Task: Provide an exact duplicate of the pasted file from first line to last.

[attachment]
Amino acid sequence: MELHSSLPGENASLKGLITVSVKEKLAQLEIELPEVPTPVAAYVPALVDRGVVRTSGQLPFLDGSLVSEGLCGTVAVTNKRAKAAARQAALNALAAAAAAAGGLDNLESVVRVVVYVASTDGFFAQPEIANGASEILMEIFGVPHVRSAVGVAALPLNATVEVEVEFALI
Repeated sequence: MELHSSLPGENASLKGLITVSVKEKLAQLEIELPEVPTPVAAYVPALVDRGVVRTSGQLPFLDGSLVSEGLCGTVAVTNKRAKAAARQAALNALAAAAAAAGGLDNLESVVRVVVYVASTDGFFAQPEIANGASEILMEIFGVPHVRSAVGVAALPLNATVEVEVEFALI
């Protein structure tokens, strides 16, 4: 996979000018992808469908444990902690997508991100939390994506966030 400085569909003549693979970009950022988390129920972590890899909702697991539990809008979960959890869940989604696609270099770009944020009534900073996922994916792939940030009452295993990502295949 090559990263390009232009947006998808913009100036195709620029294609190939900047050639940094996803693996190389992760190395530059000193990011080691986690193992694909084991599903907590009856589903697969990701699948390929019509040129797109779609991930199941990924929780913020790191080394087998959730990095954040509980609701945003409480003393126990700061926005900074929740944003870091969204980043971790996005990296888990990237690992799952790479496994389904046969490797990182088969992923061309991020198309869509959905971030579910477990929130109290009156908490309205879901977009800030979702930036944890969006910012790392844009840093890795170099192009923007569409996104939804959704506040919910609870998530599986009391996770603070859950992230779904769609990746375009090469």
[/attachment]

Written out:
Amino acid sequence: MELHSSLPGENASLKGLITVSVKEKLAQLEIELPEVPTPVAAYVPALVDRGVVRTSGQLPFLDGSLVSEGLCGTVAVTNKRAKAAARQAALNALAAAAAAAGGLDNLESVVRVVVYVASTDGFFAQPEIANGASEILMEIFGVPHVRSAVGVAALPLNATVEVEVEFALI
Repeated sequence: MELHSSLPGENASLKGLITVSVKEKLAQLEIELPEVPTPVAAYVPALVDRGVVRTSGQLPFLDGSLVSEGLCGTVAVTNKRAKAAARQAALNALAAAAAAAGGLDNLESVVRVVVYVASTDGFFAQPEIANGASEILMEIFGVPHVRSAVGVAALPLNATVEVEVEFALI
């Protein structure tokens, strides 16, 4: 996979000018992808469908444990902690997508991100939390994506966030 400085569909003549693979970009950022988390129920972590890899909702697991539990809008979960959890869940989604696609270099770009944020009534900073996922994916792939940030009452295993990502295949 090559990263390009232009947006998808913009100036195709620029294609190939900047050639940094996803693996190389992760190395530059000193990011080691986690193992694909084991599903907590009856589903697969990701699948390929019509040129797109779609991930199941990924929780913020790191080394087998959730990095954040509980609701945003409480003393126990700061926005900074929740944003870091969204980043971790996005990296888990990237690992799952790479496994389904046969490797990182088969992923061309991020198309869509959905971030579910477990929130109290009156908490309205879901977009800030979702930036944890969006910012790392844009840093890795170099192009923007569409996104939804959704506040919910609870998530599986009391996770603070859950992230779904769609990746375009090469």